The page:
At one point in his work Disturbing Divine Behavior, Eric Seibert presses his readers with a choice, “God either is or is not merciful” (173). If we decide God is merciful, then we should recognize that all texts involving violent judgment sit uncomfortably with that basic axiom.
At which point, we might realize it is wise to make a distinction as Seibert does between the “textual God” given in these violent narratives and the “actual God” who is merciful. You can have a coherent God or try to affirm all the contrasting portraits of God in Scripture, but you can’t do both.
W. Derek Suderman raises a number to telling criticisms of Seibert’s work (“Wrestling with Violent Depictions of God: A Response to Eric Seibert’s Disturbing Divine Behavior” Direction 40/2 ), but the one I want to focus on is his complication of the matter of God’s mercy. He does so by pointing out the apparent contrast between the prophetic portrayals of God’s relationship to Nineveh in Nahum and Jonah.
The book of Jonah famously tells the story of God’s forgiveness–at least temporarily–of Nineveh in the face of their repentance. God threatens judgment, but then relents. Nahum, on the other hand, prophesies the Lord raining down judgment, fury, and violent destruction upon Nineveh for its iniquities, sins, and gross wickedness.
What’s funny is that both Jonah and Nahum appeal to God’s self-definition in Exodus 34:6-7. Jonah highlights the fact that he is “a gracious God and merciful, slow to anger” (Jonah 4:2), while Nahum notes that while he is “slow to anger”, he is “great in power, and the LORD will by no means clear the guilty” (Nahum 1:3). Both prophets are wrestling with what it looks like for the fullness of God’s character to be exercised and revealed in history.
Now, Suderman points out that against Seibert’s suggestion that we allow historical-critical criteria help us to discern the textual God versus the actual God, things don’t work out cleanly for him here. We know Nineveh and the Assyrians did actually have the hammer laid on them by the Babylonians. But that’s violent. Meanwhile, on a historical-critical read (which I’m not endorsing), Jonah is the historically more dubious prophecy–but it’s the nice, merciful God Seibert wants.
More than that, though, Suderman points out that the situation itself reveals how facile the choice between a God who either is or is not merciful is when posed with respect to God’s historical dealings. For one thing, mercy conceptually assumes the propriety of judgment. Second, consider the context of Nahum’s prophecy of judgment against the Assyrians: it is one of comfort and mercy for Israel!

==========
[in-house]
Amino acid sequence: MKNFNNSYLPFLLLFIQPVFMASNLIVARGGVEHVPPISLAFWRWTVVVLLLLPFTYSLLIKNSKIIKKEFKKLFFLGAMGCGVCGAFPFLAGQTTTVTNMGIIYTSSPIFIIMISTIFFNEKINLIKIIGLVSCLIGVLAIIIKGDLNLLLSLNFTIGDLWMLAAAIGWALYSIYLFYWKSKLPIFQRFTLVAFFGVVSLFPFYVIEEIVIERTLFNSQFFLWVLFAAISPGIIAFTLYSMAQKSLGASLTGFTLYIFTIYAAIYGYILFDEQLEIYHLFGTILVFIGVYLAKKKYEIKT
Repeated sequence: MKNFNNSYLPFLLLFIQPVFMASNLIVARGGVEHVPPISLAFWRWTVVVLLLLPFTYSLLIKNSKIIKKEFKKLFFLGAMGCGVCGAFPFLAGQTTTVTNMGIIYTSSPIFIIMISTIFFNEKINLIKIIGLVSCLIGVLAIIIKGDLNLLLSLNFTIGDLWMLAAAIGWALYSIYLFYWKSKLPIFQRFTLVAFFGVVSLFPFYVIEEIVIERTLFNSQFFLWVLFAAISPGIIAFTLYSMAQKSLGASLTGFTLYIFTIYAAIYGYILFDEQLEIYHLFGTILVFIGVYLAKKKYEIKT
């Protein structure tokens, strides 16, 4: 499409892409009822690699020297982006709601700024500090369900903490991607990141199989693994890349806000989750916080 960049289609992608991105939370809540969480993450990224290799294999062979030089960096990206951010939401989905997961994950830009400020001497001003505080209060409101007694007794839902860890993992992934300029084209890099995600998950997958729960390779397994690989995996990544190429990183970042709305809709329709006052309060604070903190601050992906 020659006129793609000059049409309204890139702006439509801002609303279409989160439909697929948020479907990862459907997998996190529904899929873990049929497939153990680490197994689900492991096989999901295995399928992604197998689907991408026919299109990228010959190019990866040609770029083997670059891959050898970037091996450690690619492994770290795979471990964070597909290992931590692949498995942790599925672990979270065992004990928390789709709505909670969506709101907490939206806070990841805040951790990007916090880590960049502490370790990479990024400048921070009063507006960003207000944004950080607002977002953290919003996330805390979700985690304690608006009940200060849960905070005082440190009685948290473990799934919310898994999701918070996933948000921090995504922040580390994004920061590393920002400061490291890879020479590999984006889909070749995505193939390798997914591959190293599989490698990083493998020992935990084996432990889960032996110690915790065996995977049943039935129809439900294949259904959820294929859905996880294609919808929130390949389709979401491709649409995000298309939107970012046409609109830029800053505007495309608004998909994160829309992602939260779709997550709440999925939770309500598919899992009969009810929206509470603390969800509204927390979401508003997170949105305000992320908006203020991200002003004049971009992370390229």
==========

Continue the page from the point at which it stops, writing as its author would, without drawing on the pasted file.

This is what the Lord says:
“Although they have allies and are numerous,
they will be destroyed and pass away.
Although I have afflicted you, Judah,
I will afflict you no more.
Now I will break their yoke from your neck
and tear your shackles away.” (Nahum 1:12-13)
If God’s punishment upon Israel is the exile and judgment executed by the Assyrians, then the judgment of God upon Assyria is actually the exercise of mercy towards Israel. Judging Assyria is God’s way of breaking the yoke from their neck. The same thing can be seen in God’s mercy towards Judah after the Babylonian exile. Babylon had to be judged, to fall at the hands of Persia, for Israel’s salvation and rescue to come. Conversely, if God were to show mercy to Assyria and Babylon forever, he would never show mercy to the people of Israel who live under their boot.
The same tension is at work in many other texts in the Prophets and the Psalms. Consider Psalm 6, David cries out for God to have mercy upon him (v. 1), to save him from his afflictions, and by the end of the psalm we see that means turning back his enemies and putting them to shame (v. 10). God’s mercy upon David, hearing his cries and pleas, means working against his enemies.
In God’s dealings with Israel and the nations, then, it is not a simple matter of God being merciful or exercising punitive justice. Rather, the questions of whom, why, when, and how to show mercy all enter into the portrait. This is the work of merciful judgment. And at times, that merciful judgment looks like exercising punishment against oppressors.
Soli Deo Gloria